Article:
– J...
    Commented Sep 19, 2021 at 19:21

5 Answers 5


So those metal cut-in boxes are really designed to be gangable switch boxes, but there's nothing wrong with using them as long as you don't violate wire fill allowances. They are a design from an older time when electrical devices were much smaller. They are not up to standard sizes of today and are inadequate for modern devices containing electronics.

As for protection from ground faults, we as electricians wrap receptacles and switches with black tape all the time in metal boxes. Nothing in the Code prohibiting it and is a good idea to do.

  • 2
    @NeilSteiner Wrapping in tape is not forbidden, but it is a hack and it's unnecessary. In your case, the screws will eventually wear through the tape and it will arc again, this time possibly starting a fire since there's tape there that can now burn. Your boxes are below the minimum width to meet code, so they would be fine grandfathered (ie: left alone with their original devices) but once you open it up and make changes (as you have) then code requires that you change the box also. That's really what you should do.
    – J...
    Commented Sep 20, 2021 at 12:23
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    What is the difference between "PVC" (polyvinyl chloride) tape and "vinyl" tape? I understand there's a difference between the "good stuff" (at a buck or more per roll) and the "cheap stuff" (5 rolls for a dollar), but isn't PVC made out of vinyl?
    – FreeMan
    Commented Sep 20, 2021 at 15:43
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    @FreeMan Yes, even 3M Super 33 is PVC. The difference between the cheap brands is the vinyl formulation and the adhesive quality.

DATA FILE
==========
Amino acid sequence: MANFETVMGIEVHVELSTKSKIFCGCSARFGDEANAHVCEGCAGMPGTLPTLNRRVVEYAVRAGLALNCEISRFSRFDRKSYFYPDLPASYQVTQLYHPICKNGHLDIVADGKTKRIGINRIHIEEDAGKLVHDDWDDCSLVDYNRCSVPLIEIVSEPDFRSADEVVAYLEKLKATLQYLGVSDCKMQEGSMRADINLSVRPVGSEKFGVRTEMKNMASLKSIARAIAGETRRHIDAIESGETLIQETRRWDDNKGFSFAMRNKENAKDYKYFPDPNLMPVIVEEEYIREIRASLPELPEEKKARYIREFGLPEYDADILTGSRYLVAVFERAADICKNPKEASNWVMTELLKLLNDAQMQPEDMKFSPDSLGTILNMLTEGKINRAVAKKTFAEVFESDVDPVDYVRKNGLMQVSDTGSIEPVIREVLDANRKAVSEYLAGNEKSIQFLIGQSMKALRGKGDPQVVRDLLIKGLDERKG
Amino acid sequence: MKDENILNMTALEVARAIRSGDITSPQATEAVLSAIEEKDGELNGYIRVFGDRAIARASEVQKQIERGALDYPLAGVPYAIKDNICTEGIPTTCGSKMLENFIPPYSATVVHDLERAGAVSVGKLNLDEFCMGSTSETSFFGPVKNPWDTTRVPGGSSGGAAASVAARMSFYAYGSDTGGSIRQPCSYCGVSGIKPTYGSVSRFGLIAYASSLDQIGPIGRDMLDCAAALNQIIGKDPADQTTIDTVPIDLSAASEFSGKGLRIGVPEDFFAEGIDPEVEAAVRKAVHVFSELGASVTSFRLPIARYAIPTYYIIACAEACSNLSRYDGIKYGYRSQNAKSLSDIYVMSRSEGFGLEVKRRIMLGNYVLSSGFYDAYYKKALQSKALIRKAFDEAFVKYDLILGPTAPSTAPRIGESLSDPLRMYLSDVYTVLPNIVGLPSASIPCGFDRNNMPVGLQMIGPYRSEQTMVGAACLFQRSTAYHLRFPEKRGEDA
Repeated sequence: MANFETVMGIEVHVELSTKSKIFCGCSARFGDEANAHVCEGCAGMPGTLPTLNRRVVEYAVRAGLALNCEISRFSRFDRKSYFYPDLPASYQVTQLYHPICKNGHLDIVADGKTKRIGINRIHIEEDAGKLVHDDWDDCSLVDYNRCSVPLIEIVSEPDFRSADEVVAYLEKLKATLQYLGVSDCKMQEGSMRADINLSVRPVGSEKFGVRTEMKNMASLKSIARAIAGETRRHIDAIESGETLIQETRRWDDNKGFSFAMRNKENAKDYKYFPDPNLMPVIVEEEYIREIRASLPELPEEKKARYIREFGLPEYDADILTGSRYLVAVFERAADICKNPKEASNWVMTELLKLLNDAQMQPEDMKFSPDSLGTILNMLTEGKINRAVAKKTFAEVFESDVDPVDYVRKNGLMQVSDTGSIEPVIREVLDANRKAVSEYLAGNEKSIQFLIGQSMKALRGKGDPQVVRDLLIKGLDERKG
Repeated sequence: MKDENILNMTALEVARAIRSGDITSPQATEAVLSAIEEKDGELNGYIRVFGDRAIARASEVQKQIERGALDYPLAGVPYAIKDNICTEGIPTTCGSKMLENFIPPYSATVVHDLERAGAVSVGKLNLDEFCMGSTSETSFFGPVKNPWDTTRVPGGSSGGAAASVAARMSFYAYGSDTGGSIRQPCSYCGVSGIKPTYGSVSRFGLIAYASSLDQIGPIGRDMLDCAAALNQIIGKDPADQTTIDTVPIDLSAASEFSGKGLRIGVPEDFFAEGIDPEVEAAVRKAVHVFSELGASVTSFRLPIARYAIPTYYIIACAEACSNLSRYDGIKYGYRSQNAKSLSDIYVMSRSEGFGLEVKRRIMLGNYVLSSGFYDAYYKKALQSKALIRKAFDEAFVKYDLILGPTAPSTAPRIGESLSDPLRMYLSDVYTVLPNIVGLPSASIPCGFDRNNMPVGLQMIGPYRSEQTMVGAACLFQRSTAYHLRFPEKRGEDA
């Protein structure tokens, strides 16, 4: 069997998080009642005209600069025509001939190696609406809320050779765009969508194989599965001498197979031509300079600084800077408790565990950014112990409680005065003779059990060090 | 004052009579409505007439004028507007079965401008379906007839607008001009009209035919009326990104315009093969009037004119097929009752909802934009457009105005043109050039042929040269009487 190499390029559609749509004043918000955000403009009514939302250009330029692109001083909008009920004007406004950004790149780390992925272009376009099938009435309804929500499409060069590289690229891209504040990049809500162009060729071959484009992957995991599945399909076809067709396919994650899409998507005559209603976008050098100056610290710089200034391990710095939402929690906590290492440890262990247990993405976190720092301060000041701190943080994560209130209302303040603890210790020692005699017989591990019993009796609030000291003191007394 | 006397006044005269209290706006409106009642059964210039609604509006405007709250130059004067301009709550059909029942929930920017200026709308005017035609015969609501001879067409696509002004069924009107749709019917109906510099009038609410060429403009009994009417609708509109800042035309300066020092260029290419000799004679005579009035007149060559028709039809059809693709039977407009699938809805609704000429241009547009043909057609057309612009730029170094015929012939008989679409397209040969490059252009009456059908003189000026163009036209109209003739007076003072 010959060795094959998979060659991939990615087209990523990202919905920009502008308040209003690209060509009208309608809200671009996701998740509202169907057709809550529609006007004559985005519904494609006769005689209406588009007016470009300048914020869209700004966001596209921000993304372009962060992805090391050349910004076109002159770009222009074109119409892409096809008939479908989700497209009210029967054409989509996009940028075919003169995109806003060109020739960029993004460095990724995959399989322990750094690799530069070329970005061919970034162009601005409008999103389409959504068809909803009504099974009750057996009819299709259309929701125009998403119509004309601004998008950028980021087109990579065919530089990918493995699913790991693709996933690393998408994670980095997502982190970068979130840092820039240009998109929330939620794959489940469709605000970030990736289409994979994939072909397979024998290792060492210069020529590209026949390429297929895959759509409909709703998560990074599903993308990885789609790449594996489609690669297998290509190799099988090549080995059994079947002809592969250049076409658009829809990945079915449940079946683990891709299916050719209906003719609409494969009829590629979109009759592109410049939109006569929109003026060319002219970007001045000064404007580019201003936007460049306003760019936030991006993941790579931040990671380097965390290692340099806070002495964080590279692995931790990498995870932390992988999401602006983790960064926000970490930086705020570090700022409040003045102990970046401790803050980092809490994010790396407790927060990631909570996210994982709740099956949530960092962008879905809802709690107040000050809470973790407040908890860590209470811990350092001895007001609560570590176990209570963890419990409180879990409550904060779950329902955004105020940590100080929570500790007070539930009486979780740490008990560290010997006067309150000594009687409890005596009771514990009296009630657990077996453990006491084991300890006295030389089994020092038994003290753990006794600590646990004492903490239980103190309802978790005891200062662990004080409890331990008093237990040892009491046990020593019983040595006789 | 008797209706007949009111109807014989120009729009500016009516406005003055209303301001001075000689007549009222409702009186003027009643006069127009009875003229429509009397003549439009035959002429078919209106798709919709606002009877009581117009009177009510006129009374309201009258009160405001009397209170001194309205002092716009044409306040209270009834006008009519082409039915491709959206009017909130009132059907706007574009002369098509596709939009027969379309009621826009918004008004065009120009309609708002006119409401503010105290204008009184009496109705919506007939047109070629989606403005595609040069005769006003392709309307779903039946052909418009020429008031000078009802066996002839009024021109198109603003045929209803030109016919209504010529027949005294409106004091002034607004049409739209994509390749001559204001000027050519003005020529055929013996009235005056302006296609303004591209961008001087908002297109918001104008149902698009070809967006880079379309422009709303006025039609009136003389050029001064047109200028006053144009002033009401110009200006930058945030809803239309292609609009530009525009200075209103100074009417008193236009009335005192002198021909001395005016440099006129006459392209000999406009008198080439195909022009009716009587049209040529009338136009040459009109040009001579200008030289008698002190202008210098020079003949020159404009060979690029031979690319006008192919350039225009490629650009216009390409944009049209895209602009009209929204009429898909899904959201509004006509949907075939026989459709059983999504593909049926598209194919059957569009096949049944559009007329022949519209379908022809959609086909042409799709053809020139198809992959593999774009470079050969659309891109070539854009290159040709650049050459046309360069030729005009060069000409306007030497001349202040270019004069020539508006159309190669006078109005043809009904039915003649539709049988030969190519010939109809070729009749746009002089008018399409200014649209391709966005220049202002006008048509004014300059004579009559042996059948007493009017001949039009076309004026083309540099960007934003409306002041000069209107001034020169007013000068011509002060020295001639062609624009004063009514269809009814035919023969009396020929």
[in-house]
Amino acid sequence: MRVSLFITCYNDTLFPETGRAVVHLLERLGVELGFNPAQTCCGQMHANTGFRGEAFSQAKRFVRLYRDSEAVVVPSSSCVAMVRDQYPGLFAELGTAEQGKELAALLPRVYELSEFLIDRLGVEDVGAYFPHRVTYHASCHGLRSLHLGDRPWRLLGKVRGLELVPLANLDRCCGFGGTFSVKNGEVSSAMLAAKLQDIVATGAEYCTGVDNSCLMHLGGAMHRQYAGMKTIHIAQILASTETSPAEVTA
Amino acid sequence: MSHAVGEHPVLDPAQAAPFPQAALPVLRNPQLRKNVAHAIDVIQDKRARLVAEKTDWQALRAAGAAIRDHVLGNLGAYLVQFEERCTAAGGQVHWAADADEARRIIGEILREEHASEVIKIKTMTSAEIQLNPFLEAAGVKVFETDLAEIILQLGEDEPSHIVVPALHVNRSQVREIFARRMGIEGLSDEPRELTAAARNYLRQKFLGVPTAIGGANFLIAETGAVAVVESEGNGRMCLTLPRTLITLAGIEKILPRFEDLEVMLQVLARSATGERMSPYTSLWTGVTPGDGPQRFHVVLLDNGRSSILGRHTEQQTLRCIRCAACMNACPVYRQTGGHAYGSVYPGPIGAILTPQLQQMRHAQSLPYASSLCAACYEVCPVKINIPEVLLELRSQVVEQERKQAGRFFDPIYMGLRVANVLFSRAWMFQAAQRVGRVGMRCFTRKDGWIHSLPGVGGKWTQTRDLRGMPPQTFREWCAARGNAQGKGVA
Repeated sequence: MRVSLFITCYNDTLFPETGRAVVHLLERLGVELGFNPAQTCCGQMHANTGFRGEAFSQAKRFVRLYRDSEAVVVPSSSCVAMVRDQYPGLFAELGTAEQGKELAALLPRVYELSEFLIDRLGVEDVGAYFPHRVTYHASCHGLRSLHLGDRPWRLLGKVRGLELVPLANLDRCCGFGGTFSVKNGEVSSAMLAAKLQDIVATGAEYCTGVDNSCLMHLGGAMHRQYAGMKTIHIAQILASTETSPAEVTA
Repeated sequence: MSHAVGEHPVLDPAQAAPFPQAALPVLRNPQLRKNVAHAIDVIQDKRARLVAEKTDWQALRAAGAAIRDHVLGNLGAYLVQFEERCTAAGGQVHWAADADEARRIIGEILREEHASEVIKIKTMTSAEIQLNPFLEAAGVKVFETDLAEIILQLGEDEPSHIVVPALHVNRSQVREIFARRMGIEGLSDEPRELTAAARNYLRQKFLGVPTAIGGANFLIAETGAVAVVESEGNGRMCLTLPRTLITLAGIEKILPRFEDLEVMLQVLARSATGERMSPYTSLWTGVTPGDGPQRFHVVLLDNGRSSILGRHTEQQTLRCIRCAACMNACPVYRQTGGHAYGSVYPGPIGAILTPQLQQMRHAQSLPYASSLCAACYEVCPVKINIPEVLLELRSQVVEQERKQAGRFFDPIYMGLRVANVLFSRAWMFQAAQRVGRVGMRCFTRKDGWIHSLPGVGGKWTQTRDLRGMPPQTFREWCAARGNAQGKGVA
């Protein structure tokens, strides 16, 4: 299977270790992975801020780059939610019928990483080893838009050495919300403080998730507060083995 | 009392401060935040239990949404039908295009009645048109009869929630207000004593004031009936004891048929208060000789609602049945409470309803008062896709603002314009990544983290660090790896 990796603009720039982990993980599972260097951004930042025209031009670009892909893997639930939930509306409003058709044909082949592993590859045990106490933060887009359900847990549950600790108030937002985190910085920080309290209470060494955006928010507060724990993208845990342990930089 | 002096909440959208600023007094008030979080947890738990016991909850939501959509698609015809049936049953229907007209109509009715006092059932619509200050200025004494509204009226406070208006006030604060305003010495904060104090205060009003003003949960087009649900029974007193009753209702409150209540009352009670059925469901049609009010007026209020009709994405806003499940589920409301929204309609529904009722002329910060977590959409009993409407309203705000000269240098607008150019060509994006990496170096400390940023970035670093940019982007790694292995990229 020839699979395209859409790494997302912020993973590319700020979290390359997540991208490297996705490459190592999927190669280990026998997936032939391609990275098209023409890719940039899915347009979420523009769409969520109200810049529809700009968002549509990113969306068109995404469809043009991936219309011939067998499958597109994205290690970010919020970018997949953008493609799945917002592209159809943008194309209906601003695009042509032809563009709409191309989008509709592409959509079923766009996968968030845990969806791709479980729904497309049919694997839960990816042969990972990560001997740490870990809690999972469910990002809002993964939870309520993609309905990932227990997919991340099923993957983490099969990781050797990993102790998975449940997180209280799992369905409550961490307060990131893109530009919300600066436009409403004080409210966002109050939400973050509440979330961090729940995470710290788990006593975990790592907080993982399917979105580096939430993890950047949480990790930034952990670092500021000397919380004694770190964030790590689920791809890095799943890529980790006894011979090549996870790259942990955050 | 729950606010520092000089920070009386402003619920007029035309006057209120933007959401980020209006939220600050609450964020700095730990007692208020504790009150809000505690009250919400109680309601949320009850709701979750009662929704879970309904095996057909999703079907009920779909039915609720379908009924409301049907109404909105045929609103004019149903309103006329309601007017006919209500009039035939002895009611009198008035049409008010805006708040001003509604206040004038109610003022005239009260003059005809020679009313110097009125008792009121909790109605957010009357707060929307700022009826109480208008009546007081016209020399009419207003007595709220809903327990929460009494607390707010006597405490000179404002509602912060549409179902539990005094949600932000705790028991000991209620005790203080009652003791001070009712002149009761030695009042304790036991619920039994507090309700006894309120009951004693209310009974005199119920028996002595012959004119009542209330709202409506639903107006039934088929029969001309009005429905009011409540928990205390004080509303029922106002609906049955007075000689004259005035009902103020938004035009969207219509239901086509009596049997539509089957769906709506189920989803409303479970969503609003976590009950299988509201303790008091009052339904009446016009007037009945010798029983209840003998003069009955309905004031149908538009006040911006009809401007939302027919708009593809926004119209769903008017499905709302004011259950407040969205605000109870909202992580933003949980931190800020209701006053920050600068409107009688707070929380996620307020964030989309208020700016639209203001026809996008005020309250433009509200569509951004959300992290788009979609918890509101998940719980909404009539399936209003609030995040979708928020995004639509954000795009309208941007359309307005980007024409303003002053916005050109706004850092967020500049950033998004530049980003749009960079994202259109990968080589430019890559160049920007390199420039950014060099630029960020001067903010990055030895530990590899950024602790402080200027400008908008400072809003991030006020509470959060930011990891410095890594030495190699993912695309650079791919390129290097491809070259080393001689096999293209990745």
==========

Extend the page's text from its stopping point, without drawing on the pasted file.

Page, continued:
– J...
    Commented Sep 20, 2021 at 15:50
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    Well that's just false. Also are you talking about PVC or vinyl tape? There's a difference. And anyway, it's specifically designed not to catch fire. It just melts and by that time the insulation is melting off the wires too and it's time to call the fire department.
    – DrSparks
    Commented Sep 21, 2021 at 0:39
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    Nobody is disagreeing that there's a difference in quality, it's that both the "good stuff" and the "cheap crap" are made of vinyl of some sort or other, and that "vinyl" and "PVC" refer to the same class of material. PVC can be made to a high quality with a high quality adhesive and last years, while it can also be made to a lower quality and/or have a low quality adhesive that might last months.
    – FreeMan
    Commented Sep 21, 2021 at 16:35

From the added information in the comments, this 2-gang box is only 3-5/8" wide which is insufficient for the two modern outlets which are installed in the photo. Standard device boxes are 2" wide and this leaves plenty of room for a clean installation without resorting to hacks like tape.

This old device box would be grandfathered and code compliant only as long as it contained its original devices. Once you open up the device box and make modifications it must be compliant to modern code standards when you are done. The best option here is to replace the device box with a larger, standard sized box. In your case it should be pretty easy - those four metal tabs just fold out and the box should slide out. You may need to open the hole a bit wider to fit a new old-work box, but ideally you probably shouldn't need to even patch or paint.

  • Read my above comment about electrical tape. Also, are you a licensed electrician? Please explain how a short circuit would trip a GFCI breaker when GFCI breakers do not offer short circuit protection. They offer ground fault protection are a preset threshold. What the OP experienced was a short circuit. Technically it was a ground fault, but it was a bolted fault, which means we're now relaying on the panel circuit breakers instantaneous trip mechanism to interrupt the fault current, not the GFCI.
    – DrSparks
    Commented Sep 20, 2021 at 23:26
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    GFCIs do not and are not designed to interrupt bolted fault current. The speed at which fault current rises if you were to graph it is way faster than the trip mechanism in a GFCI can react. The circuit breaker will always open first. It's likely the GFCI breaker wouldn't even trip.
    – DrSparks
    Commented Sep 21, 2021 at 0:45